Google can now recognise written te reo Māori and translate it instantly into more than 100 different languages.
Before, the machine translation service could only translate between English and other languages.
Due to a "major update" to Google Translate which rolls out this week, smartphone users will be able to hold their camera in front of written te reo words and Word Lens will translate them.
Google says the update, which includes automatic in-app detection of te reo, would help non-English speaking visitors understand the meaning of Māori words or phrases.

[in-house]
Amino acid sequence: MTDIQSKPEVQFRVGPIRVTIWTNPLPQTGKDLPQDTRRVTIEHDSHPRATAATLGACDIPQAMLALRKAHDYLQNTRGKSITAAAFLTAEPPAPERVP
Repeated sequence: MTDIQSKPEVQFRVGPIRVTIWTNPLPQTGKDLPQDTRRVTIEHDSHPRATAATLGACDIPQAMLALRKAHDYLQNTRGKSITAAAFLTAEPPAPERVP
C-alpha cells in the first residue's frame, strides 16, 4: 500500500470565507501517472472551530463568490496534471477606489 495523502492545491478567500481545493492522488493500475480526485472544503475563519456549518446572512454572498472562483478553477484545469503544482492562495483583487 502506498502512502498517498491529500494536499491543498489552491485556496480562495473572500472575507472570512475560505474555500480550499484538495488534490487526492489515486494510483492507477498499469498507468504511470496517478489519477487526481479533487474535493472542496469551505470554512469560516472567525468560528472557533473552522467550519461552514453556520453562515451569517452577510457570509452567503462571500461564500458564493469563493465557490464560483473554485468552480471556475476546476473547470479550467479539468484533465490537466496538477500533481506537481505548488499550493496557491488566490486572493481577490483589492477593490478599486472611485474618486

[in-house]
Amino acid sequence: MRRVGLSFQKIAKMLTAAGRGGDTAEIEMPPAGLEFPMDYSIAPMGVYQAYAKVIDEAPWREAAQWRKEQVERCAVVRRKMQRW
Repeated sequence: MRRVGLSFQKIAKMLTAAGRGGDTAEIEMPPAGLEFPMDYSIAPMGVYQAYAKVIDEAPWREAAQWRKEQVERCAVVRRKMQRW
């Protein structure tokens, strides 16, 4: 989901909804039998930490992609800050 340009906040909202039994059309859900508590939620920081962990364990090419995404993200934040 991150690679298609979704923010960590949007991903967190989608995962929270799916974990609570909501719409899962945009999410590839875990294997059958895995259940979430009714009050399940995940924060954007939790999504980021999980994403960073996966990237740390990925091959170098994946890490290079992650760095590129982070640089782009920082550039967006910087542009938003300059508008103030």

Te reo could still be translated by physically typing text words or phrases, Google says, but some of Google Translate's built-in camera technology could produce more accurate and natural translations.
"Even better, most of the languages can be downloaded onto your device, so that you can use the feature without an internet connection."
Google says the update was its latest initiative to make the language more accessible, with a Māori version of Google search in 2008 now being used "tens of thousands of times every day".
In 2008, the technology company also worked with Spark on the award-winning app Kupu, which uses artificial intelligence to identify objects and show their names in te reo.